• Position – 7/10. Average rebounder for a wing player, who’s shown to be even better during his sophomore campaign. As a starter in the NBA, he should be getting around 6-7rpg.

Intangibles
• Leadership – 7/10. Quiet leader. Friends with Jordan Farmar if that means anything.
• Attitude – 8/10. Leads by example. Stepped up to all of the challenges of the regular season and still had more to give in the NCAA tournament.
• Work Ethic – 8/10. At 23 today, could stand to have better ball-anticipation skills in forcing turnovers. Great self improvement though. Mature mid-range game and mature man-defensive play; exhibits those skills better than most NBA wing players.
• Competitiveness – 10/10. Brings it on both ends and steps up more when the pressure is on.
• Unselfishness – 7/10. Ties in with mental. When he’s on, he’s a natural scorer, natural playmaker, all within the context of the offense. When he mentally slips, he settles for the midrange jumpshot and gives up on passing.
• Toughness – 8/10. Strength is going to be an issue, especially at the NBA level with wings utilizing screens every play down the floor. Underrated man-defense. Looks like a 10/10 when he’s taking on bigger players but can’t hold that for an extended period of time.
• Mental – 6/10. His game slips with his energy level and concentration. It can make him inconsistent between the 1st half and 2nd half.
• Conditioning – 7/10. Ties in with mental. When he’s winded, loses concentration and focus, and doesn’t look as integral part of the offense or defense. Bears a lot of responsibility as the #1 guy on his team for both ends of the floor and it took a toll.
• Physical – 8.5/10. Nearly complete elite level of athleticism, sans elite lateral quickness and strength. Basically batting the average of NBA wing size with Jason Richardson, Kobe Bryant, Desmond Mason, Shawn Marion, Dwyane Wade, Caron Butler, Ray Allen, Gerald Green, and countless others right around the same height and length with a highly competitive level of athleticism. All of the guys listed are roughly 6’5”-6’7” with 6’10-7’ wingspans. Strength will be easy for him to put on. However, it’s not like he’s on McGrady’s level (practically 6’10”), Rashard Lewis, Kevin Durant, or LeBron between SF/SG in terms of size/height/athleticism combination.

Conclusion:

The Goods: Near elite NBA size/athleticism combination. Man defense. Midrange perimeter footwork/shot creating skills.

The Bad: Left-hand dribble penetration. Average 1st step compared to the elite wings. Conditioning may be an issue. Mental toughness/concentration can slip within the same game.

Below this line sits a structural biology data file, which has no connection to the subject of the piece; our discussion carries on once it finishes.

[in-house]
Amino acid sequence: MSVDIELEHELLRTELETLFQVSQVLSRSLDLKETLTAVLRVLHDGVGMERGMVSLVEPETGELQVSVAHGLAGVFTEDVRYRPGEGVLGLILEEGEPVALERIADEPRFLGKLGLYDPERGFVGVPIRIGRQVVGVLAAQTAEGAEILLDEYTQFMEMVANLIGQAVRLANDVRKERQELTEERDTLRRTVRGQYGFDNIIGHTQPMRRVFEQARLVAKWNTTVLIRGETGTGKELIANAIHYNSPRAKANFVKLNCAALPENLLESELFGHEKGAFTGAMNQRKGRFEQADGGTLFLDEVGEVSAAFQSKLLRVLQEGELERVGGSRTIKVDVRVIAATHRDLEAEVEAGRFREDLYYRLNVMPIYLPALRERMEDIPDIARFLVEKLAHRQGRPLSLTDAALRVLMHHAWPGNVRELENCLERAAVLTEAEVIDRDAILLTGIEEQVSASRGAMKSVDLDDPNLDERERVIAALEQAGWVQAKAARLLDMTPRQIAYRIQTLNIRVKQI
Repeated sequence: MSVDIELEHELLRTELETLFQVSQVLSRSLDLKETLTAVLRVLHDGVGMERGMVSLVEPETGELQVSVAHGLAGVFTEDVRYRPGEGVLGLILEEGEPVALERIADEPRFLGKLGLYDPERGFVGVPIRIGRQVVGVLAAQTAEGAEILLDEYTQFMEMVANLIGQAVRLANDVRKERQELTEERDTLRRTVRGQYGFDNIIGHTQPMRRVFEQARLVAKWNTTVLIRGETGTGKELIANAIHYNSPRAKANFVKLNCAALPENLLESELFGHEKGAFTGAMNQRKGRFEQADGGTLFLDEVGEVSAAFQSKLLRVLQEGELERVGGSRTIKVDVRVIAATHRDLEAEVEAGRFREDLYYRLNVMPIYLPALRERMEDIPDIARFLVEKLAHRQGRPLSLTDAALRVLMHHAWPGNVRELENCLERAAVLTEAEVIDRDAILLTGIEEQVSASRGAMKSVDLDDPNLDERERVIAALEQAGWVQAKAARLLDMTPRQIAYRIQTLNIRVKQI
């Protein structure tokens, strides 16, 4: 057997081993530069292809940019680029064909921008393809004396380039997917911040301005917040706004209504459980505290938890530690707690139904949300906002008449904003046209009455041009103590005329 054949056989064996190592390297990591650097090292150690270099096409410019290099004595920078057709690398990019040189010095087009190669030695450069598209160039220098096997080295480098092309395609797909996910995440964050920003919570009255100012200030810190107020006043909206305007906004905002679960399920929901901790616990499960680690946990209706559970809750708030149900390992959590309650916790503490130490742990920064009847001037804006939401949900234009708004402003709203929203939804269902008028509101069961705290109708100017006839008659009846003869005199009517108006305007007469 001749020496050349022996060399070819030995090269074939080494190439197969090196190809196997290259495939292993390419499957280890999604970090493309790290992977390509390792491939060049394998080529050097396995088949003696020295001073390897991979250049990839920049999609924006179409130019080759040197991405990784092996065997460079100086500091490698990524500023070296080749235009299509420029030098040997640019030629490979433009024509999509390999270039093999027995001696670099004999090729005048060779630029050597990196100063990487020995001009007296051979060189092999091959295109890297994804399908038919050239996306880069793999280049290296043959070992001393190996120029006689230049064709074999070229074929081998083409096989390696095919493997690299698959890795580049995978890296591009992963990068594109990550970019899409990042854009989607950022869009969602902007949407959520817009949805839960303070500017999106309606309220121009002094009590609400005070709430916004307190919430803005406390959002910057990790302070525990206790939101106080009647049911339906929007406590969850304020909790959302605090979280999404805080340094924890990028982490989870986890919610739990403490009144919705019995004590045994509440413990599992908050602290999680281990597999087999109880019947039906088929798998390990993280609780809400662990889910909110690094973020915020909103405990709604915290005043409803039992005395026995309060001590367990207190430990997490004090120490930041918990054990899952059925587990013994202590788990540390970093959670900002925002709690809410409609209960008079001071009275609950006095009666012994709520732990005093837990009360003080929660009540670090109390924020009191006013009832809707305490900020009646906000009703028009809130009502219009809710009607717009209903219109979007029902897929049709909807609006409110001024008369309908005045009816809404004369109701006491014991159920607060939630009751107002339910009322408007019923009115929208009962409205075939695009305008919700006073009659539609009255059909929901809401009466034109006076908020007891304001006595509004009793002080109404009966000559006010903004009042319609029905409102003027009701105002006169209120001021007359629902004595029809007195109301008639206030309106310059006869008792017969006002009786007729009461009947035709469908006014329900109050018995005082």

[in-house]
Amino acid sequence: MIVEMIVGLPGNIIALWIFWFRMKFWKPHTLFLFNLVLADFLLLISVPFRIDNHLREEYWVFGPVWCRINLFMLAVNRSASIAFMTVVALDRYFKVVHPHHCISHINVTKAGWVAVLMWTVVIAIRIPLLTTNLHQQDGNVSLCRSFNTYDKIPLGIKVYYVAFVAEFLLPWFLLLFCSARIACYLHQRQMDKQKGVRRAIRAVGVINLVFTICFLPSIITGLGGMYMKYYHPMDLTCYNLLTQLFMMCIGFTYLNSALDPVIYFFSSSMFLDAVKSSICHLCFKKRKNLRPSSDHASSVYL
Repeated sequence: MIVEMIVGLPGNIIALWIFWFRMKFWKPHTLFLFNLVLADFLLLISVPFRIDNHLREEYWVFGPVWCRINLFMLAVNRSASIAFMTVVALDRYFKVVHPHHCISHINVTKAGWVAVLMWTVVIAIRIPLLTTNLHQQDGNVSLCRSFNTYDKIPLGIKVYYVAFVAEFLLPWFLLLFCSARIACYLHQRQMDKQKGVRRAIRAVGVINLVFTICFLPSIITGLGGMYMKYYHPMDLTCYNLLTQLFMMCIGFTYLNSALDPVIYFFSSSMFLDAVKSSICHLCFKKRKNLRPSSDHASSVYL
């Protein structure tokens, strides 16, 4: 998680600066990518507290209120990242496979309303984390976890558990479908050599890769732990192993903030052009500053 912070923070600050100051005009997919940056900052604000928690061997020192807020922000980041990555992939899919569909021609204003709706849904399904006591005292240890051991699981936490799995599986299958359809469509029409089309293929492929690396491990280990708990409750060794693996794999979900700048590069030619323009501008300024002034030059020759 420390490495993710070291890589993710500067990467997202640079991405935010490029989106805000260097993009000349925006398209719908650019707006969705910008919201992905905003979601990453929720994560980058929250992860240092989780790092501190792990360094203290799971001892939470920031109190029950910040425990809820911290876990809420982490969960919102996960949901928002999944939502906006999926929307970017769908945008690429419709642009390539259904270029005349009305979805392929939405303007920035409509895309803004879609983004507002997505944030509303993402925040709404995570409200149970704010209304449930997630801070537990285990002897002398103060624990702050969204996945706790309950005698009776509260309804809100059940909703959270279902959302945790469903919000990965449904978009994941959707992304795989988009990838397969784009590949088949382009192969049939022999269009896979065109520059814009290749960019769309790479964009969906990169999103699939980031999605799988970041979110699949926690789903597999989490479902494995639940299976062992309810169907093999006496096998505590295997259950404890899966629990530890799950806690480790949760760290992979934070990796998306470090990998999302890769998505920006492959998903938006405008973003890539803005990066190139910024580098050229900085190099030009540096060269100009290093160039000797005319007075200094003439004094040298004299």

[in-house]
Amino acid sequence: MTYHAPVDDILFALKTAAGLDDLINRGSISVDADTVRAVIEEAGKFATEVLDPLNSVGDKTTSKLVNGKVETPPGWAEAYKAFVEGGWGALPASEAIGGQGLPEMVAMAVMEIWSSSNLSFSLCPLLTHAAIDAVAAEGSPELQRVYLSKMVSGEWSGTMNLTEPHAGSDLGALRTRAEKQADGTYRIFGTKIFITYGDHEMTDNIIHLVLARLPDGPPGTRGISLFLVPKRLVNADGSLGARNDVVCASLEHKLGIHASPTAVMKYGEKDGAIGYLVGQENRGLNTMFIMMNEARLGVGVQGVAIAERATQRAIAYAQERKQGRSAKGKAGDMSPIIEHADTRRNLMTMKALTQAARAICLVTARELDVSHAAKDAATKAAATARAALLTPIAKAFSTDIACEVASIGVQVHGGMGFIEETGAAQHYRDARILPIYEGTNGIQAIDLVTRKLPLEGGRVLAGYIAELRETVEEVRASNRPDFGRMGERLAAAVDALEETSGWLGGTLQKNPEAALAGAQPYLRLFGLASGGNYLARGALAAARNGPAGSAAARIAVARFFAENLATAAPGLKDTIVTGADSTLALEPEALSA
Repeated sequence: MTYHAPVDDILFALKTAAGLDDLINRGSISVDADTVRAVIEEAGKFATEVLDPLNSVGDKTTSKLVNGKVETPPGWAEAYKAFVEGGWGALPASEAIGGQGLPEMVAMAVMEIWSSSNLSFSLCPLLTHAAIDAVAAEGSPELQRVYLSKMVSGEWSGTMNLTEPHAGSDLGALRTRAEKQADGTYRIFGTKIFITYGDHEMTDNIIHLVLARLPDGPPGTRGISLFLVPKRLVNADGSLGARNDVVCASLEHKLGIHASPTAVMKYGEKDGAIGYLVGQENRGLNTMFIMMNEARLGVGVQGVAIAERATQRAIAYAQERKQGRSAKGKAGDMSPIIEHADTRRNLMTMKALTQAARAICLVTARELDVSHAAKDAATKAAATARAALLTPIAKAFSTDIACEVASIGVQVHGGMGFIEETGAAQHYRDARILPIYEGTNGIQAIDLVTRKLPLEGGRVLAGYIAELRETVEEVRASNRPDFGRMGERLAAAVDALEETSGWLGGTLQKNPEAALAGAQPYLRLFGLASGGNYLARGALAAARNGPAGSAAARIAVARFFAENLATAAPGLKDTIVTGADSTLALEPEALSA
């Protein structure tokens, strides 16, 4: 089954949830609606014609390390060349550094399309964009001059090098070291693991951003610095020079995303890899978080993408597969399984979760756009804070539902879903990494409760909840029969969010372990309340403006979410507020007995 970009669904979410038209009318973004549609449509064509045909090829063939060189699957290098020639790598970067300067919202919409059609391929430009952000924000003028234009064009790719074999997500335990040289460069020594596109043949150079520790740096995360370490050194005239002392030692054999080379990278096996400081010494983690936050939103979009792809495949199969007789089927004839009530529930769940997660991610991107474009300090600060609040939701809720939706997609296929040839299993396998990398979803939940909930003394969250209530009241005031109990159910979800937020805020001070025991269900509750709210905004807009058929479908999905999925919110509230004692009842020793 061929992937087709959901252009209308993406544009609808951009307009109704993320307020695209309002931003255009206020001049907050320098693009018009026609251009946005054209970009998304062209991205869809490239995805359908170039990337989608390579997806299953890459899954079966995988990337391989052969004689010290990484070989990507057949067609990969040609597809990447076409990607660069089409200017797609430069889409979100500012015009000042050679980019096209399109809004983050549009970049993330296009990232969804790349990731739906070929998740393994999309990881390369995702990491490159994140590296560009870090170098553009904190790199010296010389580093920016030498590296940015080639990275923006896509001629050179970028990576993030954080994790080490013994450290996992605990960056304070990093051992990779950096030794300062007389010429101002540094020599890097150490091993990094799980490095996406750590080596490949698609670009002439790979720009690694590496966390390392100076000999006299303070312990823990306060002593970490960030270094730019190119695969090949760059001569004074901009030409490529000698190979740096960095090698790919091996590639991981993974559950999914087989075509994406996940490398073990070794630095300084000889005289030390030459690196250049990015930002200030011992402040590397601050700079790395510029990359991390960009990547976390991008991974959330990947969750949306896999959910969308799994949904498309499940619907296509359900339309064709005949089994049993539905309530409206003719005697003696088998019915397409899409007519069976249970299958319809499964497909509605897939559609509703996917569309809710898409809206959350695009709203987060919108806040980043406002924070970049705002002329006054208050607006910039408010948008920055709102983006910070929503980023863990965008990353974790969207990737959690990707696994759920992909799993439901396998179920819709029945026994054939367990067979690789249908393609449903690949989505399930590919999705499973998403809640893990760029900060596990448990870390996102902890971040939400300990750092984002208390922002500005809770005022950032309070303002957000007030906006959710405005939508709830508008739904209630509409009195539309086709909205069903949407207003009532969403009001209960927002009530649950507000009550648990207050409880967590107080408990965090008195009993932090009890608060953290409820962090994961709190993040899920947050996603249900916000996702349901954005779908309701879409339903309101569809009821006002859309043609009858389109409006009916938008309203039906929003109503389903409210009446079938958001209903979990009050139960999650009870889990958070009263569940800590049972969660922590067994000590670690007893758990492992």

Expectations: At the NBA level, he won’t be more than a 2nd option on offense and could be a killer 4th option as well assuming the role is correct for his surrounding team. Underrated man defense and heavily prevalent mid-range game with proven ability to hit from NBA 3pt. range along with his 2-way ability, size, and athleticism on both ends of the floor may boost him right into the late lottery. He fits well in a structured game, and that’s how USC played. Opportunistic in transition but chose his spots well within the USC offense. He may get thrown off a bit when he receives the ball from 20’ from the basket instead of 15’-18’ that he used to get at the NCAA level. Comfortable in a situation where a combo guard instead of a natural point guard plays and runs the offense. Even shared some limited ball-handling duties setting up the offense. Inability to force turnovers is a bit worrisome but makes up for that with footwork, position, and length in terms of man-defense. With devoted effort could defend at a Raja Bell level of defense. I forgot to mention, huge mitts for hands. Allows him to put a softer touch on the ball around the basket, protect the ball when he’s creating a shot utilizing pivots and attacking the basket, and steal rebounds away from bigger players.

From Draftexpress:


If his defender guards him too close, he has the athleticism (particularly the first step) and ball-handling skills to shake his man and blow right by him. His size (a hair under 6-6, w/out shoes, from what we were told separately by both his agent Aaron Mintz and strength and conditioning trainer Shawn Dassie), fantastic wingspan (6’11 ˝”) and absolutely massive hands help him greatly in this area, as does his explosive vertical leap, measured at an impressive 44 inches with a running start. He’s still a pretty skinny guy, but he’s added 9 pounds to his frame according to Dassie since he began working out, bringing him to 209 pounds on the day we were there.

He definitely could use another 5-6 pounds to help him fight through screens and finish stronger around the basket, two areas that he was just OK in from what we saw. He didn’t seem to be taking things all that seriously for the most part, though, laughing and joking around plenty once Granger decided to sit down. This was a pretty impressive workout regardless, though, even if there are only so many conclusions you can draw from here regarding his ability to fit in on an NBA team in a 5 on 5 setting. There is no doubt that teams are going to be impressed from what they see in the next few weeks, though.